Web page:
Polo Players Edition

DEC 2018

Polo Players' Edition is the official publication of the U.S. Polo Association. Dedicated to the sport of polo, it features player profiles, game strategy, horse care, playing tips, polo club news and tournament results.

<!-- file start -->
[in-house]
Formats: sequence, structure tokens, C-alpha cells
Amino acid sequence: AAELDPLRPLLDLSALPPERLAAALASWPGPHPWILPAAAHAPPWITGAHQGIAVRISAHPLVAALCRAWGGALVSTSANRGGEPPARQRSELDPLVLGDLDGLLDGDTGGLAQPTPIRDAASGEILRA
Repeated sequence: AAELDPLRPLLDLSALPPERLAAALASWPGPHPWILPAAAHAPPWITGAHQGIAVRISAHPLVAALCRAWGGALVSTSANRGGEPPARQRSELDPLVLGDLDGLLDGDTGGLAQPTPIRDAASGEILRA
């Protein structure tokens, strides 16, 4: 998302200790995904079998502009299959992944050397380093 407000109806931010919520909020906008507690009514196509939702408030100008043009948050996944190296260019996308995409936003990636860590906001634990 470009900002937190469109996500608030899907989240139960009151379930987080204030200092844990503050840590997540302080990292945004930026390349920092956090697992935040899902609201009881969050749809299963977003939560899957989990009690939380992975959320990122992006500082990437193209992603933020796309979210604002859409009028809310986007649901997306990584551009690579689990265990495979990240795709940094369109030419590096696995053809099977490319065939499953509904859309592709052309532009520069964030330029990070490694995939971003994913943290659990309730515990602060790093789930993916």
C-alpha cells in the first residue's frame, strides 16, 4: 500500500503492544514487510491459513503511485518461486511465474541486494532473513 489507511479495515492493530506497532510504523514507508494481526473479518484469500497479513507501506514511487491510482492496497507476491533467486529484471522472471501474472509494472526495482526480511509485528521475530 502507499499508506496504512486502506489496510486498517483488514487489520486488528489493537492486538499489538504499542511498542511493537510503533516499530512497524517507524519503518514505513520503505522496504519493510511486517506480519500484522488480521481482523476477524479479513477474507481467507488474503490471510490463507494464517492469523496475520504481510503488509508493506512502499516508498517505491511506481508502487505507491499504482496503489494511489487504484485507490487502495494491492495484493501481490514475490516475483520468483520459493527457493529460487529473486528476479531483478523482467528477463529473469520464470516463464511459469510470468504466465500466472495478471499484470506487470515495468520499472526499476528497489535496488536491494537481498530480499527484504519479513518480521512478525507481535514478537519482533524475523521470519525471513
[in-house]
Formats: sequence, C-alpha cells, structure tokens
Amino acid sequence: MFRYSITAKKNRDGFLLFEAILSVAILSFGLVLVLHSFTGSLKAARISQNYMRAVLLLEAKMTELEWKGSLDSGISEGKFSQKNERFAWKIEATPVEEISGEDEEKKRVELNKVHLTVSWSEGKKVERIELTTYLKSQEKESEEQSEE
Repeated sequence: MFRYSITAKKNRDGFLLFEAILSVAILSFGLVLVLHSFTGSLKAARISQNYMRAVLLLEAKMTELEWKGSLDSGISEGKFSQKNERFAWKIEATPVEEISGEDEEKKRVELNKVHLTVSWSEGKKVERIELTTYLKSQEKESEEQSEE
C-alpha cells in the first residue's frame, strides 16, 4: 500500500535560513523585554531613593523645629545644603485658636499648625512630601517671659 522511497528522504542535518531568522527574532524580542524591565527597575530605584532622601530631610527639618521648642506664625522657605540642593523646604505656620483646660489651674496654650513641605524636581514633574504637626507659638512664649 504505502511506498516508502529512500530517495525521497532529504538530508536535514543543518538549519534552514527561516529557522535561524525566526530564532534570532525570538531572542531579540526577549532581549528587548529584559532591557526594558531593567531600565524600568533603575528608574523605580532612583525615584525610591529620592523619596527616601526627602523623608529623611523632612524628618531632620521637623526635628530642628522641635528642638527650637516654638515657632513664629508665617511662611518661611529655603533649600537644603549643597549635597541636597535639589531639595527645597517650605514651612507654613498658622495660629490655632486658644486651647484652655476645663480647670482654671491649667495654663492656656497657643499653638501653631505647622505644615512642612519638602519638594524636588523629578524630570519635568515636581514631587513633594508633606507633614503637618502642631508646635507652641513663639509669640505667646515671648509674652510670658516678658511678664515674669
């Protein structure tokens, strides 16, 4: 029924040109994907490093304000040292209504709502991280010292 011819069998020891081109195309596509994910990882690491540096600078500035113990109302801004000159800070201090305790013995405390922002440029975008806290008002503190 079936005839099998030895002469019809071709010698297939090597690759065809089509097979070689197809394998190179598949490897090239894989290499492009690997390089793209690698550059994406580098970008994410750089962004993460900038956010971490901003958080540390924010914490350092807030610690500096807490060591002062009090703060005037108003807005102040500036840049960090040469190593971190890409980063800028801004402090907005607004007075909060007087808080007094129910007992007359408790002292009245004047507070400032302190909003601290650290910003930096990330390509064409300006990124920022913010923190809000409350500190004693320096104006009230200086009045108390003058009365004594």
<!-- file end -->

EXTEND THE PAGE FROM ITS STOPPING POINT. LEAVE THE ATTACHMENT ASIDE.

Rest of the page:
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62 POLO P L A Y E R S E D I T I O N Youngstown, Ohio; at the Crystal Horse- shoe ring in Columbus, Ohio; and at the Pastime Riding Pavilion in St. Louis Park, Minnesota. It should be stressed that the forego- ing survey of prewar polo arenas in this month's issue of Polo Players' Edition and last month's is not intended to be a definitive review of such facilities but rather a selective sampling of them. Certainly, there are many more exam- ples that could have been detailed, if space had allowed. Illustrative of this point are the countless articles in the old "Polo" and "The Sportsman" magazines from the 1920s and '30s chronicling how extensive the reach of indoor polo was but at generally lesser-known locations (e.g. in Hartford, Connecticut, at the State Armory and Arsenal; at the South- ern State Riding Academy in Hempstead, Long Island, New York; in Ramapo Val- ley, Ridgewood, Oreworth, Tenekill and Saddle River, New Jersey, where a cluster of five clubs operated five fields and two huge riding halls; at the Armory in Pikeville, Pennsylvania,; in Chicago at the Pavilion, which held an annual Inter- national Livestock Tournament; at Fort Thomas, Kentucky: at the Wakarusa Polo Club near Topeka, Kansas; at the Col- orado Springs Riding Hall in Colorado Springs, Colorado; at the Riding Hall of the 124th Field Artillery in Cheyenne, Wyoming; at the Oregon Agricultural College Armory in Corvallis, Oregon; and at the Olympic Riding and Driving Club arena in Seattle, Washington). One additional note: what made prewar arena polo so different from its outdoor cousin—beyond the three versus four play- er configuration and the larger ball—were the sizes of the arenas, which varied quite significantly and the wide range of sur- faces being played on (e.g. tanbark, clay, a mix of clay and coarse beach sand, rock dust, loam, dirt and grass!). After the Second World War, the road to recovery for polo as a sport was quite diffi- cult. For indoor polo the challenges were even greater, particularly as the many armories and their military players started The Chicago Riding Club played its first game in 1924 in its new riding hall, which measured 305 feet by 130 feet. It had a generous balcony section for the viewing public and could accommodate an astounding 500 horses.

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